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Maati v. State

United States District Court, Eighth Circuit

January 6, 2014



RICHARD G. KOPF, Senior District Judge.

This matter is before the court on Petitioner Amikhet En Maati's ("Petitioner" or "A.M.") Petition for Writ of Habeas Corpus. (Filing No. 1.) For the reasons set forth below, a grant of a writ of habeas corpus is not warranted on any of the issues raised in the petition.


A. State Court Proceedings

This matter arises out of a sex offender commitment order issued by the Mental Health Board of Sarpy County, Nebraska, on February 12, 2010. (Filing No. 10-1 at CM/ECF pp. 1-2.) The Nebraska Court of Appeals's opinion in In re A.M., No. A-10-670, 2011 WL 2723788 (Neb. Ct. App. July 12, 2011), sets forth much of the relevant factual and procedural background:

A.M. was convicted of second degree sexual assault and sexual assault of a child on July 1, 1999, and was sentenced to a total of 20 years in prison. The convictions were a result of A.M. sexually assaulting his stepdaughter when she was between 5 and 7 years old. A.M. was previously convicted of attempted sexual assault of a child in October 1996. That offense also involved his stepdaughter.
Prior to A.M.'s scheduled release from prison on the most recent convictions, the Nebraska Department of Correctional Services (DCS) ordered an evaluation pursuant to Neb.Rev.Stat. § 83-174.02 (Reissue 2008) in order to determine whether A.M. was a dangerous sex offender. Section 83-174.02 defines a dangerous sex offender as a person who suffers from a mental illness or from a personality disorder which makes the person likely to engage in repeat acts of sexual violence, who has been convicted of multiple sex offenses, and who is substantially unable to control his or her behavior.
The evaluation of A.M. was performed by Stephanie Bruhn, Ph.D., a licensed psychologist employed by DCS. Dr. Bruhn prepared a written report of her evaluation dated October 10, 2008. In her report, Dr. Bruhn concluded that A.M. is a dangerous sex offender. Specifically, she found:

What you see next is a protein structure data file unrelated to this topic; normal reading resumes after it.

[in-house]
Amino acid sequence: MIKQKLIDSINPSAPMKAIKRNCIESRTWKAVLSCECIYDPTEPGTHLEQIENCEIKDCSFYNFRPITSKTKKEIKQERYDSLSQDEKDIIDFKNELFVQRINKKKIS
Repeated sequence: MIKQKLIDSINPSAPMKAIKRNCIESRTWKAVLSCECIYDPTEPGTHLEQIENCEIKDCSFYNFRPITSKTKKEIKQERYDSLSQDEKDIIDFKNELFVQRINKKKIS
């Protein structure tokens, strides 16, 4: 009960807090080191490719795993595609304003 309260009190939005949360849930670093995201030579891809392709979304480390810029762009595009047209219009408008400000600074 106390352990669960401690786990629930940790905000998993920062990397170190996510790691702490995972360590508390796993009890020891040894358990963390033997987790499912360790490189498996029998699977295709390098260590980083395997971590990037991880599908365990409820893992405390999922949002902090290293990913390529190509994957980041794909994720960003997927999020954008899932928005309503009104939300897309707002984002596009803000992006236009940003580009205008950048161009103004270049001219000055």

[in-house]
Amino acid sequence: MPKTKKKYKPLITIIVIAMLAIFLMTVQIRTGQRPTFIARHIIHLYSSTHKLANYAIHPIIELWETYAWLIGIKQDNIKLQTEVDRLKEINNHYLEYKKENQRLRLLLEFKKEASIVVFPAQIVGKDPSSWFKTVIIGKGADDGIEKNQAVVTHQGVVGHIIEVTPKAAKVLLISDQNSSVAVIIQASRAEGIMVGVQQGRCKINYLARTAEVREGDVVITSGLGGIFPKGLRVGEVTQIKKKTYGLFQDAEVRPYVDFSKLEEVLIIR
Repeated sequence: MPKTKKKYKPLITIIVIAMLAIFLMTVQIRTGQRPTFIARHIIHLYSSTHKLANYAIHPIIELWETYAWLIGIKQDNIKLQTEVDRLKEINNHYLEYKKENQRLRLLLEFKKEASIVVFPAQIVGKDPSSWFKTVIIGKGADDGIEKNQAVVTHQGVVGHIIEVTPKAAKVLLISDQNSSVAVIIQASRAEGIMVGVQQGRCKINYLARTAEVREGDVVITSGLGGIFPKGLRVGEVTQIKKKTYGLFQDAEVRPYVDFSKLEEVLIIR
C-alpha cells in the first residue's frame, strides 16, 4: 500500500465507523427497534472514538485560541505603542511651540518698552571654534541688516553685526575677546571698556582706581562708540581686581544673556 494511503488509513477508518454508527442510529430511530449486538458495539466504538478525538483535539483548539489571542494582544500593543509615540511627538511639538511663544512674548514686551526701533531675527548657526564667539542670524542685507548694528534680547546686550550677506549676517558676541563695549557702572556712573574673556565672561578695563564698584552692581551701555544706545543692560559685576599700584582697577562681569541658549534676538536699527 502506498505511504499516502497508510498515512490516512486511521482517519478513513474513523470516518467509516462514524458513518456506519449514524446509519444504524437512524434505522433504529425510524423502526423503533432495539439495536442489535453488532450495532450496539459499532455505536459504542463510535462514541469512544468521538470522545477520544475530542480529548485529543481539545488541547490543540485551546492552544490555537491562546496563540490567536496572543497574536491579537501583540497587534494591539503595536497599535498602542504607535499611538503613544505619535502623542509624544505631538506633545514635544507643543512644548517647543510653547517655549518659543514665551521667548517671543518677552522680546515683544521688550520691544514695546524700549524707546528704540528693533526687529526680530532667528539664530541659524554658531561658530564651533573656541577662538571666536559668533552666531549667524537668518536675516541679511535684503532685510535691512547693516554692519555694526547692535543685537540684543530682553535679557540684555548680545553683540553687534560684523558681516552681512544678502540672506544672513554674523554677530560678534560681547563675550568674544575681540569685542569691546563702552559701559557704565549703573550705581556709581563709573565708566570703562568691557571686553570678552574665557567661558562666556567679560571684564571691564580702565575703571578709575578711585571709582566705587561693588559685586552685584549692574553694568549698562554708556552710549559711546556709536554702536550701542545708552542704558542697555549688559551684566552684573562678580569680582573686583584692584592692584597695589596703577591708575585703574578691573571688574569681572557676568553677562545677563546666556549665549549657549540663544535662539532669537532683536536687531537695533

[A.M.] meets criteria for an Axis I diagnosis of Pedopihilia, Sexually Attracted to Females, Nonexclusive and has been convicted of 2 current sexual offenses and 1 prior sexual offense. He appears substantially unable to control his criminal behavior as evidenced by the fact that he was convicted of sexually assaulting the same victim despite having legal sanctions.
As a result of Dr. Bruhn's conclusion that A.M. is a dangerous sex offender, the Sarpy County Attorney filed a petition pursuant to [the Sex Offender Commitment Act (SOCA), Neb. Rev. Stat. §§ 71-1201 to 71-1226] on October 29, 2008. A copy of this petition is not included in our record.
On February 10, 2010, the Board conducted a hearing on the petition. At the hearing, Dr. Bruhn testified concerning her evaluation of A.M. She testified that A.M. is a dangerous sex offender within the meaning of SOCA. Dr. Bruhn diagnosed A.M. as suffering from pedophilia, sexually attracted to females, nonexclusive, an "Axis I" mental illness. Dr. Bruhn elaborated further on her diagnosis of A.M. as follows:
[H]e engaged in sexual behaviors with a prepubescent, five- to seven-year-old female over the course of at least two years. [A.M.] identified... that he had sexual thoughts about the victim during the assaults.... He also had-has received legal sanctions with regard to his sexual behaviors and also relationship and interpersonal difficulties as a result of his behaviors.
Dr. Bruhn also diagnosed A.M. as suffering from a personality disorder with psychopathic and antisocial traits, an "Axis II" diagnosis. Dr. Bruhn elaborated on this diagnosis as follows: "[A.M.] exhibits some poor behavior controls, some lack of remorse for others, some impulsivity. Those types of things fit with the psychopathic and antisocial traits."
Dr. Bruhn testified that A.M.'s mental illnesses make him more likely to sexually reoffend and make it more difficult to control his criminal behavior. She testified that individuals with pedophilia are at risk to reoffend if they do not have any therapeutic interventions and that A.M.'s personality disorder exacerbates "the difficulties surrounding the Axis I pedophilia diagnosis in regard to the fact that it is going to increase impulsivity." Dr. Bruhn indicated that it was her professional opinion that A.M. poses a danger to others and is at a high risk to reoffend sexually.